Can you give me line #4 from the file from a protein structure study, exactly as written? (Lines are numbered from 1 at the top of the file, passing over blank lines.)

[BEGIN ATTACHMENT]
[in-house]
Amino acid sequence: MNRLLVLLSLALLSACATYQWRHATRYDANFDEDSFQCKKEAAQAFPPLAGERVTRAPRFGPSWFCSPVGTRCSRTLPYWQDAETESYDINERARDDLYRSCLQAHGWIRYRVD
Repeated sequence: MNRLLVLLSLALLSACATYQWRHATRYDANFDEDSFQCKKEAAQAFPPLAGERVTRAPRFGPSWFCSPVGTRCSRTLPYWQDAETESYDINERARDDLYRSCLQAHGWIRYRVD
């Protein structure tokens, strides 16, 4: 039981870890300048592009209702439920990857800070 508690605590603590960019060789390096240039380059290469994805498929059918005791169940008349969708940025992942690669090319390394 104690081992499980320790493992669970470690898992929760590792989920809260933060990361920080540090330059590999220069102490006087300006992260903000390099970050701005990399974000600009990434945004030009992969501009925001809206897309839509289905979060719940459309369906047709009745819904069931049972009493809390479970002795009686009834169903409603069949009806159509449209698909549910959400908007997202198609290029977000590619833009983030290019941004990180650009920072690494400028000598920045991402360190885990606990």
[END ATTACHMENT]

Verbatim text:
């Protein structure tokens, strides 16, 4: 039981870890300048592009209702439920990857800070 508690605590603590960019060789390096240039380059290469994805498929059918005791169940008349969708940025992942690669090319390394 104690081992499980320790493992669970470690898992929760590792989920809260933060990361920080540090330059590999220069102490006087300006992260903000390099970050701005990399974000600009990434945004030009992969501009925001809206897309839509289905979060719940459309369906047709009745819904069931049972009493809390479970002795009686009834169903409603069949009806159509449209698909549910959400908007997202198609290029977000590619833009983030290019941004990180650009920072690494400028000598920045991402360190885990606990």